NEW YORK ( TheStreet) -- With rumors swirling about Apple ( AAPL - Get Report) reportedly entering the Internet streaming music service, there's been speculation that Pandora ( P) could be an acquisition target for Google ( GOOG - Get Report) or Amazon ( AMZN - Get Report). While Apple's presence in any market causes concern for competitors, an outright acquisition seems less likely.

Amazon, for example, has been in the business of building its own services, such as Amazon Video, its app store, and Amazon Cloud Player, to name a few. Buying Pandora doesn't fit in with this strategy.

Pandora, despite reporting stronger-than-expected second quarter earnings, has yet to turn a profit since going public, which could also detract from its appeal. Google and Amazon, who now compete with Apple in the mobile device market, are not charities. They are for-profit businesses, as Amazon CEO Jeff Bezos noted at the company's recent Kindle event in Santa Monica.

Nonetheless, there are plenty of indications that Apple could step into streaming music.

The Cupertino, Calif.-based firm already accounts for a 64% share of the digital music market in the United States according to research firm NPD, and Apple entering the space makes sense, says Russ Crupnick, senior vice president of industry analysis for The NPD Group.

"The rising popularity of online radio helps explain Apple's rumored interest in streaming radio," said Crupnick in the press release. "As listening migrates from downloads on laptops to streams on phones and tablets, it would make sense for iTunes to offer customers the same integrated experience they have been known for by adding a streaming capability."

Amazon and Google, of course, do not have the pull that Apple does with the music industry, and would likely not be able to lower content costs, which Pandora recently said were increasing as users use the service more.

JPMorgan analyst Doug Anmuth recently expressed concern about a potential Apple foray into the market and what it could mean. "... We recognize Apple poses considerably more risk given its strong brand and device install base, existing relationships within the music industry, and its balance sheet-creating potential to structure advantageous content licensing agreements.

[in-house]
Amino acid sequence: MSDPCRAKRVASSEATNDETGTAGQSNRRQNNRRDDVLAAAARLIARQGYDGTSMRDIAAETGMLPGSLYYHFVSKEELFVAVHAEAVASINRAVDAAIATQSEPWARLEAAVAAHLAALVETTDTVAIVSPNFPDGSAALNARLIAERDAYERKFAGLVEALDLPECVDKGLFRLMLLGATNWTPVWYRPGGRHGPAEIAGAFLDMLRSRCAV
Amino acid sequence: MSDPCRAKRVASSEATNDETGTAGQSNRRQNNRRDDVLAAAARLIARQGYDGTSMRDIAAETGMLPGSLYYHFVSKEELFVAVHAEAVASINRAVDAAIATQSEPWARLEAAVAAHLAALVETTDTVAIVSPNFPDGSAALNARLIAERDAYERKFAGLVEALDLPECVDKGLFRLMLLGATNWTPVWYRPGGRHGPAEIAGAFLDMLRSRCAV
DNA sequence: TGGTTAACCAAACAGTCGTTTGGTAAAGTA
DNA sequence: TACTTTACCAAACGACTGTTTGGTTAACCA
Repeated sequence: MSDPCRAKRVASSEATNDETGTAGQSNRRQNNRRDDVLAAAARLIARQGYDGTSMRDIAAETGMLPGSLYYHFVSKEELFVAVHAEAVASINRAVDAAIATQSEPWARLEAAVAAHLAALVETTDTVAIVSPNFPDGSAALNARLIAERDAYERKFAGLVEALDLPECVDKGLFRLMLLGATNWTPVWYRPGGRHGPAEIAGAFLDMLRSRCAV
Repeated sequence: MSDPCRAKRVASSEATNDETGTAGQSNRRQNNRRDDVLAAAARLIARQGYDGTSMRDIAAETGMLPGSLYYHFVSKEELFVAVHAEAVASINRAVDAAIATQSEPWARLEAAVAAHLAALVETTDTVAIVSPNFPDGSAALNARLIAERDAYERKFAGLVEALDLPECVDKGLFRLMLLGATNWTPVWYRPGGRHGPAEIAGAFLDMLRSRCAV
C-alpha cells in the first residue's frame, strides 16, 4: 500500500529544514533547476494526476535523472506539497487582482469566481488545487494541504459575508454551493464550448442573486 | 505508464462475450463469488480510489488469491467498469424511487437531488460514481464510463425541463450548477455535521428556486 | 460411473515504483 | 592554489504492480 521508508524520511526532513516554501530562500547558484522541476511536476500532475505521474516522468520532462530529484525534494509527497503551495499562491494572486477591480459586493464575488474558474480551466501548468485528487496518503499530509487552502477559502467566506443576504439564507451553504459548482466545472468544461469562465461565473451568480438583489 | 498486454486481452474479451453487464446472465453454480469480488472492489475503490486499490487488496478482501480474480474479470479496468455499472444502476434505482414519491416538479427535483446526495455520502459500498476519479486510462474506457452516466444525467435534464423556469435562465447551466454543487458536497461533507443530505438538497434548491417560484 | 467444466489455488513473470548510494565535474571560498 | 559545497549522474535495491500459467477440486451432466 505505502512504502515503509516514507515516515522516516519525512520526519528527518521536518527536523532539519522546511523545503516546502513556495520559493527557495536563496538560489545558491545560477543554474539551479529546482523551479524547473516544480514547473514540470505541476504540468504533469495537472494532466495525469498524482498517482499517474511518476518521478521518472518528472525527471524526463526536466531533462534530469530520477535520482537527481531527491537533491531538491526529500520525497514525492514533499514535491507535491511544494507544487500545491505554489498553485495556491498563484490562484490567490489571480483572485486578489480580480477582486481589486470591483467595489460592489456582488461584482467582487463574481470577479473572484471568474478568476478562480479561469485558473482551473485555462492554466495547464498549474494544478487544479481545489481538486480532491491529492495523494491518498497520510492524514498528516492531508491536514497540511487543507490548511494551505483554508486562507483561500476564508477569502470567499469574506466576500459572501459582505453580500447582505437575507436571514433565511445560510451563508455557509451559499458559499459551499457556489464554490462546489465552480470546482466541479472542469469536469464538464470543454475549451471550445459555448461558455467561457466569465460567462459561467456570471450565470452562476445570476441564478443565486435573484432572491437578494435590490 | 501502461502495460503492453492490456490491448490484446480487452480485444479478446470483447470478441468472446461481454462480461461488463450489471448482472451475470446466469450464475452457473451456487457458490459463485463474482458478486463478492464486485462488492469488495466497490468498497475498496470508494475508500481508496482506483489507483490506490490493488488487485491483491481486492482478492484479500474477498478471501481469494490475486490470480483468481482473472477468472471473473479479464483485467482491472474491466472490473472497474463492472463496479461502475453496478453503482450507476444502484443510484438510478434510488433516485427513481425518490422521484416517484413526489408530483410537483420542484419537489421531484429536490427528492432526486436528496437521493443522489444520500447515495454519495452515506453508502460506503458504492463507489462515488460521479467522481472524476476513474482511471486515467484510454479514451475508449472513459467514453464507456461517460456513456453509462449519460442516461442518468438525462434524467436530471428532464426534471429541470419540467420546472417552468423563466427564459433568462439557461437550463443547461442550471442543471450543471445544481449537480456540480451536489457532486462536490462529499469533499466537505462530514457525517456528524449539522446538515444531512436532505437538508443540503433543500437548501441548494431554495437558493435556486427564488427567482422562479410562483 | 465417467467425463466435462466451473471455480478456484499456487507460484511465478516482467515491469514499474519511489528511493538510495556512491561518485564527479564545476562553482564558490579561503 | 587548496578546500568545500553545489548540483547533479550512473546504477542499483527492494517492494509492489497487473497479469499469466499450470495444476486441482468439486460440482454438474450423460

Both Pandora and Apple could not be immediately reached for comment for this story.

In its recent 10-Q, Pandora noted the potential problems that could arise as more users use its service. " Given the royalty structures in effect with respect to the public performance of sound recordings in the United States, our content acquisition costs increase with each additional listener hour, regardless of whether we are able to generate more revenue," it said. "As such, our ability to achieve and sustain profitability and operating leverage depends on our ability to increase our revenue per hour of streaming through increased advertising sales across all of our delivery platforms. To date, we have not been able to generate additional revenue from our advertising products as rapidly as we have been able to grow our listener hours on mobile and other connected devices, which have experienced significant growth."

Pandora has nonetheless racked up more than 150 million registered users, successfully competing with rivals such as Spotify, and iHeartRadio. While the Oakland, Calif.-based company has deflected these competitors, however, it has not faced a rival like Apple.

Apple entering a space it's already entrenched in with iTunes would vastly hurt any chances of profitability for other companies, given its largesse and vast number of iOS devices it around the world.

Pandora shares sank 17% the day the article in The Wall Street Journal suggested Apple was getting into the Internet streaming business, and have not recovered.

Pandora shares are higher in Thursday trading, up 2.46% to $10.84 on the acquisition chatter.

Interested in more on Pandora? See TheStreet Ratings' report card for this stock.

-- Written by Chris Ciaccia in New York

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